Trigger Warnings: underage drinking, death, suicide, drug use and overdose
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Annie Mathers is America’s sweetheart and heir to a country music legacy full of all the things her Gran warned her about. Superstar Clay Coolidge is most definitely going to end up one of those things.
But unfortunately for Clay, if he can’t convince Annie to join his summer tour, his music label is going to drop him. That’s what happens when your bad boy image turns into bad boy reality. Annie has been avoiding the spotlight after her parents’ tragic death, except on her skyrocketing YouTube channel. Clay’s label wants to land Annie, and Clay has to make it happen.
Swayed by Clay’s undeniable charm and good looks, Annie and her band agree to join the tour. From the start fans want them to be more than just tour mates, and Annie and Clay can’t help but wonder if the fans are right. But if there’s one part of fame Annie wants nothing to do with, it’s a high-profile relationship. She had a front row seat to her parents’ volatile marriage and isn’t interested in repeating history. If only she could convince her heart that Clay, with his painful past and head over heels inducing tenor, isn’t worth the risk.
It only took 22 pages for You’d Be Mine to completely take over my heart. I didn’t grow up as country as some did in my small Oklahoma town, but the roots are definitely there, and this book reminded me of that. This was a highly anticipated read for me. It sounded like it was going to be right up my alley, but I was unprepared for just how much I would truly love it. As soon as I started reading, I was transfixed, and before I knew it five Luke Bryan albums had gone by and I was reading the last page.
You’d Be Mine features dual point of views, so we experience things from both Clay and Annie’s perspectives. Normally when a book has more than one POV I find myself favoring one of the voices and always wishing it were their chapter. Erin Hahn’s characters were some of the best I’ve ever read though, and I was fully invested in both Clay and Annie. There were so many levels to each of them, and as the story unfolded, layers were stripped away and the reader is able to really get to know and understand their feelings and actions. The Clay and Annie we meet at the beginning of the book are not the same Clay and Annie we leave at the end. Their essences are the same, but they’ve grown and developed so much.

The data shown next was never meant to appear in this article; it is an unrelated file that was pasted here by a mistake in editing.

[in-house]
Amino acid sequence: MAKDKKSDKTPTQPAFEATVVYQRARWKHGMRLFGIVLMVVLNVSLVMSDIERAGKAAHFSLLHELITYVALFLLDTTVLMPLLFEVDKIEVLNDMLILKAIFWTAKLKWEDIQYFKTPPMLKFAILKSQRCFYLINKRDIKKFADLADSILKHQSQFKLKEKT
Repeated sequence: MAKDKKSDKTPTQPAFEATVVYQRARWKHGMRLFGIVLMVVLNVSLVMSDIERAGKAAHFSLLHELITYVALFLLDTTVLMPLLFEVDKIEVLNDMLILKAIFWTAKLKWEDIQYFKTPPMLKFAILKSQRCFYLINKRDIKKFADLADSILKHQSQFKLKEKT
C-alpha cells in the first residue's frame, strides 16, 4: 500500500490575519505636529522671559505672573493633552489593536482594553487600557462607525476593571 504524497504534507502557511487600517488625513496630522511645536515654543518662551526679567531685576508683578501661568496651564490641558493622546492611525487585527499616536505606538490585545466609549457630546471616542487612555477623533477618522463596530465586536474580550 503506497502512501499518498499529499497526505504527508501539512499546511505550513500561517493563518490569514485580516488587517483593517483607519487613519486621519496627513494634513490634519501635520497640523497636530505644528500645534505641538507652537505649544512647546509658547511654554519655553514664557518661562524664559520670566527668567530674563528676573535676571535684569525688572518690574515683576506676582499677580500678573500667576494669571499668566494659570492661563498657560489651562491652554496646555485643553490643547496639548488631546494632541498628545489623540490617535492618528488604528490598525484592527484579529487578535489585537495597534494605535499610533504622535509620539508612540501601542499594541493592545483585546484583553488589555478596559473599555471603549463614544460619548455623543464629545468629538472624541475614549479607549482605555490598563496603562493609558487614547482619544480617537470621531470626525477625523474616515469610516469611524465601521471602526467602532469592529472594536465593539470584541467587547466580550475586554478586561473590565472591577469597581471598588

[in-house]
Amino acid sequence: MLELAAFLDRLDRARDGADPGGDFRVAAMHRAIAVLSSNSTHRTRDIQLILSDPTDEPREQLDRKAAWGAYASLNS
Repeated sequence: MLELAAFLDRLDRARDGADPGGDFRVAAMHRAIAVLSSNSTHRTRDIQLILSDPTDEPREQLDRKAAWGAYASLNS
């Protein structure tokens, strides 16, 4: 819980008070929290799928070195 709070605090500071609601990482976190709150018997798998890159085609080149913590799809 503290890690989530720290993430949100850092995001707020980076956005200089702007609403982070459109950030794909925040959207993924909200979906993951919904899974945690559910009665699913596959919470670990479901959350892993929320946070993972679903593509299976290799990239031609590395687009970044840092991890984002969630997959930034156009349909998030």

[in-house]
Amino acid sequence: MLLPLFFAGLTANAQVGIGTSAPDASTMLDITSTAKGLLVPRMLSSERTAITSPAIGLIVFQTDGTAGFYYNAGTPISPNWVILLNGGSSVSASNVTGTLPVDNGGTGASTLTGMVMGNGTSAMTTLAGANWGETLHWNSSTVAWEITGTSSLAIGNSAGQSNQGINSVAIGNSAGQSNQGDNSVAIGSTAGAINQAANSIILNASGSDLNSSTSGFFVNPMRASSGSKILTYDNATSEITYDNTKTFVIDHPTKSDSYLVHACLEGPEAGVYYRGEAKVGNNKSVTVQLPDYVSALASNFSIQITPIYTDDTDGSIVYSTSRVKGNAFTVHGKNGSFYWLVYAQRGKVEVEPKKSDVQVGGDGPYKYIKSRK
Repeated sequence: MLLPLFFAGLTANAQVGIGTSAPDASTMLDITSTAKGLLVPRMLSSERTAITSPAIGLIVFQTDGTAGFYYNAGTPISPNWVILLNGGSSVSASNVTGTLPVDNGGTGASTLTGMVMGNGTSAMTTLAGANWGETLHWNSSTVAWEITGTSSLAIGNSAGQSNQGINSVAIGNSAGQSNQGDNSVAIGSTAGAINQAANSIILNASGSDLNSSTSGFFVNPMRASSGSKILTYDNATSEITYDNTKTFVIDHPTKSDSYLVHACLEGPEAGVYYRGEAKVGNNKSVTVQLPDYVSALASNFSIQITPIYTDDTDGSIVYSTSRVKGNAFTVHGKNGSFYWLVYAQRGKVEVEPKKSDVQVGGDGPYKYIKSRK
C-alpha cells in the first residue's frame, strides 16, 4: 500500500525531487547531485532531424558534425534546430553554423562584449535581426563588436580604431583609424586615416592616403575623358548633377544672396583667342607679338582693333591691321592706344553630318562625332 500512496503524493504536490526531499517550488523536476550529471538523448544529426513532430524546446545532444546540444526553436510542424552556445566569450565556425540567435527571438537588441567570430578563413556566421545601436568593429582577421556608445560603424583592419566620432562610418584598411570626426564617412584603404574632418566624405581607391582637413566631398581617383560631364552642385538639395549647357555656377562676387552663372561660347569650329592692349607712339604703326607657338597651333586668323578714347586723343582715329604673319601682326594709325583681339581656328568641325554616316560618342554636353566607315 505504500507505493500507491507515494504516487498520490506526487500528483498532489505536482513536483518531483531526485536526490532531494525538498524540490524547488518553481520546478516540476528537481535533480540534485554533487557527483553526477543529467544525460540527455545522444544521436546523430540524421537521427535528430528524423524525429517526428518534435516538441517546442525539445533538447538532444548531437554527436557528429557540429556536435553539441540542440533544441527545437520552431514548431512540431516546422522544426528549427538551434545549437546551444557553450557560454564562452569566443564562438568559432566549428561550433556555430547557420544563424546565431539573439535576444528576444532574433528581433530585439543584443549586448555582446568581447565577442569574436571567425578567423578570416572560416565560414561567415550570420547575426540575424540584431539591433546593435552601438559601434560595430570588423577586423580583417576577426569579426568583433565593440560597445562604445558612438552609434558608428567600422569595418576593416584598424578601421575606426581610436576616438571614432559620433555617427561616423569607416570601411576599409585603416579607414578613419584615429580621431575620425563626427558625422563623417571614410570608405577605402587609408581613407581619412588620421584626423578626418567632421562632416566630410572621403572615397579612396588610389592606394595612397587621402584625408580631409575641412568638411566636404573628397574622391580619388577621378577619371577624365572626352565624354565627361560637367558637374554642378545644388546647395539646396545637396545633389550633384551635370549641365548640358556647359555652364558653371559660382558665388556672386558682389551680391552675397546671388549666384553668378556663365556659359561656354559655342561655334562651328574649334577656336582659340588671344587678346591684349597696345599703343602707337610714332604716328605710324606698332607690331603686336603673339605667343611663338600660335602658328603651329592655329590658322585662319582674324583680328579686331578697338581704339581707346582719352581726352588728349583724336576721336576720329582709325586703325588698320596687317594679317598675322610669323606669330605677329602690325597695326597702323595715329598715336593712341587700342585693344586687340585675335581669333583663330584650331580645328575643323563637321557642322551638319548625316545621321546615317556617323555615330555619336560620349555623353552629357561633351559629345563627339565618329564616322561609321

Hahn’s main characters don’t completely steal the show though because all of the supporting characters were just as wonderful. The dynamic between Annie and her bandmates/best friends, Jason and Kacey, was wonderful. I was afraid something would happen to break them up, but they stuck together and never once stopped supporting each other. Clay makes some really stupid decisions throughout the book, but the way Fitz was always there for him and willing to help was also so good to see. And I can’t go without mentioning Annie’s grandparents who were absolute delights and I loved when they would pop into the story.
Because I was so invested in the characters and plot, You’d Be Mine was such a fast read. Hahn’s writing is lyrical and never once does it feel like things are dragging. Every word has a purpose and there is no mindless filler. I’ve read books where the main character is a music artist that writes their own music, but oftentimes we don’t get to read their songs. I was so excited that Annie and Clay’s music was put onto the page for us. Not only is Hahn an amazing young adult author, but she’s also an incredible songwriter. I really need Kacey Musgraves to record Annie’s original songs ASAP. It desperately needs to happen. I also really love when the title of the book actually shows up at some point in the story, so the fact that Annie’s biggest song was titled You’d Be Mine was really more than I could ask for.
Y’all, I really feel like I could talk about this book all day. When I say that this is going to be my favorite book of 2019, I really mean it. Hahn’s words completely got under my skin and ingrained themselves within me. The fact that this novel is a debut blows me away because it doesn’t feel that way at all. This completely became one of my all time favorite books and I’m now a lifelong fan of this author. I’m so glad that Wednesday Books has already acquired a second novel from her, and I can’t wait to read it.
Seriously though, if you only pick up one book that I recommend this year, let it be this one. Pre-order it, go to your local bookstore the day it comes out and buy it, pick it up the next time you have some extra money. At some point, just get it. Give Annie and Clay a chance. You won’t be disappointed.